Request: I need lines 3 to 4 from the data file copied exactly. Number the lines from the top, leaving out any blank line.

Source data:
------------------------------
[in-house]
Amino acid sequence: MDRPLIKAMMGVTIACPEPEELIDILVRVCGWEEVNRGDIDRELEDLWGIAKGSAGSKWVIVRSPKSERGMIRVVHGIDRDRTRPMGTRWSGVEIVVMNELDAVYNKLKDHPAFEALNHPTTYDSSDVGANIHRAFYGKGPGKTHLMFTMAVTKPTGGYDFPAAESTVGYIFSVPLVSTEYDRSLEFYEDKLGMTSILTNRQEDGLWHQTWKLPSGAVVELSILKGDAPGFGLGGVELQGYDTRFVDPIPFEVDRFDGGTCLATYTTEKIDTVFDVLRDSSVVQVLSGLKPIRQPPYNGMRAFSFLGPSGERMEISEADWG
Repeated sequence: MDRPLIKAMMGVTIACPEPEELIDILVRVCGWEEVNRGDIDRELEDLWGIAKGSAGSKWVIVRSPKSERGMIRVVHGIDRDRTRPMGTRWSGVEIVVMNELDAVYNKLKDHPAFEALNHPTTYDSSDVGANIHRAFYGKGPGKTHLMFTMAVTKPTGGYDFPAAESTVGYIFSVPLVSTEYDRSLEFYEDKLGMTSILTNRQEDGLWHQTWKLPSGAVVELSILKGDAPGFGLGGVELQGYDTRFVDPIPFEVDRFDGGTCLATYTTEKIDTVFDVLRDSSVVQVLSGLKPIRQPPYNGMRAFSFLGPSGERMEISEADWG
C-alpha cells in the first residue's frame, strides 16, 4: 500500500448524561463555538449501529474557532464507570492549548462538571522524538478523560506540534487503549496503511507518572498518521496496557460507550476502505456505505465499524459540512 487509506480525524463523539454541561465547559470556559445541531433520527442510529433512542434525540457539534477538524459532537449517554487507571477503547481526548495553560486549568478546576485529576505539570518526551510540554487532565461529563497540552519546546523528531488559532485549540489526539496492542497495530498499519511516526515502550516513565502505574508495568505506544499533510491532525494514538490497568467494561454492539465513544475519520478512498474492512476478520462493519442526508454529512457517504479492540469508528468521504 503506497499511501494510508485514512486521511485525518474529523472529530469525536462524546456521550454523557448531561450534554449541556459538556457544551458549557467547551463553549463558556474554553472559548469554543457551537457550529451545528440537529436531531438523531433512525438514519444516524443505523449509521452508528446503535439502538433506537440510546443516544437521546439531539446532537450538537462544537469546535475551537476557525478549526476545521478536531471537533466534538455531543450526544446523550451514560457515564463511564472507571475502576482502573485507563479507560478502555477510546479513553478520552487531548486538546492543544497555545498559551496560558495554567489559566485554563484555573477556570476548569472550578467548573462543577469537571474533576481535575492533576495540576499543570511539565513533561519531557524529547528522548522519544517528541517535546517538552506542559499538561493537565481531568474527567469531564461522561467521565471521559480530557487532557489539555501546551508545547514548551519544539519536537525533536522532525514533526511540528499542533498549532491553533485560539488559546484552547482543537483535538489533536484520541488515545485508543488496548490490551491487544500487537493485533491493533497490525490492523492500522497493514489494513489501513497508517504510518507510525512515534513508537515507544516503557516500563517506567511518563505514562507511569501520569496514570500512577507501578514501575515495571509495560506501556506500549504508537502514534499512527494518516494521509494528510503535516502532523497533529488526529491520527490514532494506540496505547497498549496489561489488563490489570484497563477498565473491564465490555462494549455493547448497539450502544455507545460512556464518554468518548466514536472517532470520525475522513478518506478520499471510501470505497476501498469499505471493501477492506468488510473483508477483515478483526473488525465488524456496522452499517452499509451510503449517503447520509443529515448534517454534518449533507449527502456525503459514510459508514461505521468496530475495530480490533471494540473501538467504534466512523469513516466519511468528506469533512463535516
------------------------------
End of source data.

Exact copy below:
Repeated sequence: MDRPLIKAMMGVTIACPEPEELIDILVRVCGWEEVNRGDIDRELEDLWGIAKGSAGSKWVIVRSPKSERGMIRVVHGIDRDRTRPMGTRWSGVEIVVMNELDAVYNKLKDHPAFEALNHPTTYDSSDVGANIHRAFYGKGPGKTHLMFTMAVTKPTGGYDFPAAESTVGYIFSVPLVSTEYDRSLEFYEDKLGMTSILTNRQEDGLWHQTWKLPSGAVVELSILKGDAPGFGLGGVELQGYDTRFVDPIPFEVDRFDGGTCLATYTTEKIDTVFDVLRDSSVVQVLSGLKPIRQPPYNGMRAFSFLGPSGERMEISEADWG
C-alpha cells in the first residue's frame, strides 16, 4: 500500500448524561463555538449501529474557532464507570492549548462538571522524538478523560506540534487503549496503511507518572498518521496496557460507550476502505456505505465499524459540512 487509506480525524463523539454541561465547559470556559445541531433520527442510529433512542434525540457539534477538524459532537449517554487507571477503547481526548495553560486549568478546576485529576505539570518526551510540554487532565461529563497540552519546546523528531488559532485549540489526539496492542497495530498499519511516526515502550516513565502505574508495568505506544499533510491532525494514538490497568467494561454492539465513544475519520478512498474492512476478520462493519442526508454529512457517504479492540469508528468521504 503506497499511501494510508485514512486521511485525518474529523472529530469525536462524546456521550454523557448531561450534554449541556459538556457544551458549557467547551463553549463558556474554553472559548469554543457551537457550529451545528440537529436531531438523531433512525438514519444516524443505523449509521452508528446503535439502538433506537440510546443516544437521546439531539446532537450538537462544537469546535475551537476557525478549526476545521478536531471537533466534538455531543450526544446523550451514560457515564463511564472507571475502576482502573485507563479507560478502555477510546479513553478520552487531548486538546492543544497555545498559551496560558495554567489559566485554563484555573477556570476548569472550578467548573462543577469537571474533576481535575492533576495540576499543570511539565513533561519531557524529547528522548522519544517528541517535546517538552506542559499538561493537565481531568474527567469531564461522561467521565471521559480530557487532557489539555501546551508545547514548551519544539519536537525533536522532525514533526511540528499542533498549532491553533485560539488559546484552547482543537483535538489533536484520541488515545485508543488496548490490551491487544500487537493485533491493533497490525490492523492500522497493514489494513489501513497508517504510518507510525512515534513508537515507544516503557516500563517506567511518563505514562507511569501520569496514570500512577507501578514501575515495571509495560506501556506500549504508537502514534499512527494518516494521509494528510503535516502532523497533529488526529491520527490514532494506540496505547497498549496489561489488563490489570484497563477498565473491564465490555462494549455493547448497539450502544455507545460512556464518554468518548466514536472517532470520525475522513478518506478520499471510501470505497476501498469499505471493501477492506468488510473483508477483515478483526473488525465488524456496522452499517452499509451510503449517503447520509443529515448534517454534518449533507449527502456525503459514510459508514461505521468496530475495530480490533471494540473501538467504534466512523469513516466519511468528506469533512463535516